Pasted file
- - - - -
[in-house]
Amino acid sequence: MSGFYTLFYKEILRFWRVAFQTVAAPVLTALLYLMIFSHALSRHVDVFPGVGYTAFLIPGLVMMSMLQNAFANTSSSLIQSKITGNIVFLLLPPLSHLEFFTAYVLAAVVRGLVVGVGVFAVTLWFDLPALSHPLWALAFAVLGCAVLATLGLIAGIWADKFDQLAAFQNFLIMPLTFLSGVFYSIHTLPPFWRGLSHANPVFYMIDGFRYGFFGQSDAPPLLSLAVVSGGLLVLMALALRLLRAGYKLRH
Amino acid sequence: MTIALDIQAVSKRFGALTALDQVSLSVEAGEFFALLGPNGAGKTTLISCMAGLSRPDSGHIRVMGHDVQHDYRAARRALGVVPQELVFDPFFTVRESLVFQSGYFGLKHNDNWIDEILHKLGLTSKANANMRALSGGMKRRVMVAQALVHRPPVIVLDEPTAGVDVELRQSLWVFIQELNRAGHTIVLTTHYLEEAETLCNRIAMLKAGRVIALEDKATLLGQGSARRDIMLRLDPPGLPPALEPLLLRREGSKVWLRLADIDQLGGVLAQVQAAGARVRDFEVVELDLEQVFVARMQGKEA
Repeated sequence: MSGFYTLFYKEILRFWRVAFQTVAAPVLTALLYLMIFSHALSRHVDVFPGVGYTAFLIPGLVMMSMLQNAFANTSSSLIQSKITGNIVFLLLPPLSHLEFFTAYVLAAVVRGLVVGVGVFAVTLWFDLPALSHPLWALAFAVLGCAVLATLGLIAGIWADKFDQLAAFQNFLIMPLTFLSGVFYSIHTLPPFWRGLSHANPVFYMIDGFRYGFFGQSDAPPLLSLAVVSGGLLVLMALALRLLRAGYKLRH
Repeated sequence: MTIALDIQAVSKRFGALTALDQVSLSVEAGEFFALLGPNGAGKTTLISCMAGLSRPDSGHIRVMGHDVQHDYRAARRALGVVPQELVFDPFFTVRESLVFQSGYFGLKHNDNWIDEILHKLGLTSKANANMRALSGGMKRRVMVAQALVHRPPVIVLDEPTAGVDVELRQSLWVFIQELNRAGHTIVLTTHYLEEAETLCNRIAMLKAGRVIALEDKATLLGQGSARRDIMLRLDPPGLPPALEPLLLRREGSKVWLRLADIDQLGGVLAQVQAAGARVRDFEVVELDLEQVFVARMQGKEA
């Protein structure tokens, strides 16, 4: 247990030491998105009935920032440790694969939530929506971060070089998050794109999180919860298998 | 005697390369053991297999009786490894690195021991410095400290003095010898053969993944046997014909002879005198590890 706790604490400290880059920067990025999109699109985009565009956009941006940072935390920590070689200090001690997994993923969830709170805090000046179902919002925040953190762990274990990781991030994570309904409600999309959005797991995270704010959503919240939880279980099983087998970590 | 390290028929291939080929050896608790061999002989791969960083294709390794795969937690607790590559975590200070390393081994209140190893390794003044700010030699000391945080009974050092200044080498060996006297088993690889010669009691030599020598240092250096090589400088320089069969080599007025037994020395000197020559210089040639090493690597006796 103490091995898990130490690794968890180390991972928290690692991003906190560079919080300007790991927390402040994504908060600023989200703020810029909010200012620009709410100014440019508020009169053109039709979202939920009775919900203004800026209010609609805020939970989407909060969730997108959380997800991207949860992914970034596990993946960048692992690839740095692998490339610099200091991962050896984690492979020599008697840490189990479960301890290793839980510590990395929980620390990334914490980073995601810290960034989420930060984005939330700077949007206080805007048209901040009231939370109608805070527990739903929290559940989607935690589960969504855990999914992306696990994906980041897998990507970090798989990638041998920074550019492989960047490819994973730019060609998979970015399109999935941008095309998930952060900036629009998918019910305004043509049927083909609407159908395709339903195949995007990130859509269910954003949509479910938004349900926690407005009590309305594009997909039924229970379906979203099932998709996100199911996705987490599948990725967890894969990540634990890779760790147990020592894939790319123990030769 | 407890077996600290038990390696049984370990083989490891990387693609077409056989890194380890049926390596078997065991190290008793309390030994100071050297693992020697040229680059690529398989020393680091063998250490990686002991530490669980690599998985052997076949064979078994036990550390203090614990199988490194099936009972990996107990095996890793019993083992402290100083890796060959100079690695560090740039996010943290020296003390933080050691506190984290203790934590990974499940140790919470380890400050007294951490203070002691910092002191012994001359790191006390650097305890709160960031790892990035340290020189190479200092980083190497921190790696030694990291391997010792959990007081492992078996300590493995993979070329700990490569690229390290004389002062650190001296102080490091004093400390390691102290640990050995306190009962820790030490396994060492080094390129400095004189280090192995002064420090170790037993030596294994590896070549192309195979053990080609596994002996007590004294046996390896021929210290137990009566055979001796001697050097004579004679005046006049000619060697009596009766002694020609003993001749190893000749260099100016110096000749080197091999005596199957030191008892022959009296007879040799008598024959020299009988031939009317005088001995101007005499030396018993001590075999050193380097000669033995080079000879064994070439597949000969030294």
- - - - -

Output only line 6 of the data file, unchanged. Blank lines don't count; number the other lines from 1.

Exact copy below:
């Protein structure tokens, strides 16, 4: 247990030491998105009935920032440790694969939530929506971060070089998050794109999180919860298998 | 005697390369053991297999009786490894690195021991410095400290003095010898053969993944046997014909002879005198590890 706790604490400290880059920067990025999109699109985009565009956009941006940072935390920590070689200090001690997994993923969830709170805090000046179902919002925040953190762990274990990781991030994570309904409600999309959005797991995270704010959503919240939880279980099983087998970590 | 390290028929291939080929050896608790061999002989791969960083294709390794795969937690607790590559975590200070390393081994209140190893390794003044700010030699000391945080009974050092200044080498060996006297088993690889010669009691030599020598240092250096090589400088320089069969080599007025037994020395000197020559210089040639090493690597006796 103490091995898990130490690794968890180390991972928290690692991003906190560079919080300007790991927390402040994504908060600023989200703020810029909010200012620009709410100014440019508020009169053109039709979202939920009775919900203004800026209010609609805020939970989407909060969730997108959380997800991207949860992914970034596990993946960048692992690839740095692998490339610099200091991962050896984690492979020599008697840490189990479960301890290793839980510590990395929980620390990334914490980073995601810290960034989420930060984005939330700077949007206080805007048209901040009231939370109608805070527990739903929290559940989607935690589960969504855990999914992306696990994906980041897998990507970090798989990638041998920074550019492989960047490819994973730019060609998979970015399109999935941008095309998930952060900036629009998918019910305004043509049927083909609407159908395709339903195949995007990130859509269910954003949509479910938004349900926690407005009590309305594009997909039924229970379906979203099932998709996100199911996705987490599948990725967890894969990540634990890779760790147990020592894939790319123990030769 | 407890077996600290038990390696049984370990083989490891990387693609077409056989890194380890049926390596078997065991190290008793309390030994100071050297693992020697040229680059690529398989020393680091063998250490990686002991530490669980690599998985052997076949064979078994036990550390203090614990199988490194099936009972990996107990095996890793019993083992402290100083890796060959100079690695560090740039996010943290020296003390933080050691506190984290203790934590990974499940140790919470380890400050007294951490203070002691910092002191012994001359790191006390650097305890709160960031790892990035340290020189190479200092980083190497921190790696030694990291391997010792959990007081492992078996300590493995993979070329700990490569690229390290004389002062650190001296102080490091004093400390390691102290640990050995306190009962820790030490396994060492080094390129400095004189280090192995002064420090170790037993030596294994590896070549192309195979053990080609596994002996007590004294046996390896021929210290137990009566055979001796001697050097004579004679005046006049000619060697009596009766002694020609003993001749190893000749260099100016110096000749080197091999005596199957030191008892022959009296007879040799008598024959020299009988031939009317005088001995101007005499030396018993001590075999050193380097000669033995080079000879064994070439597949000969030294």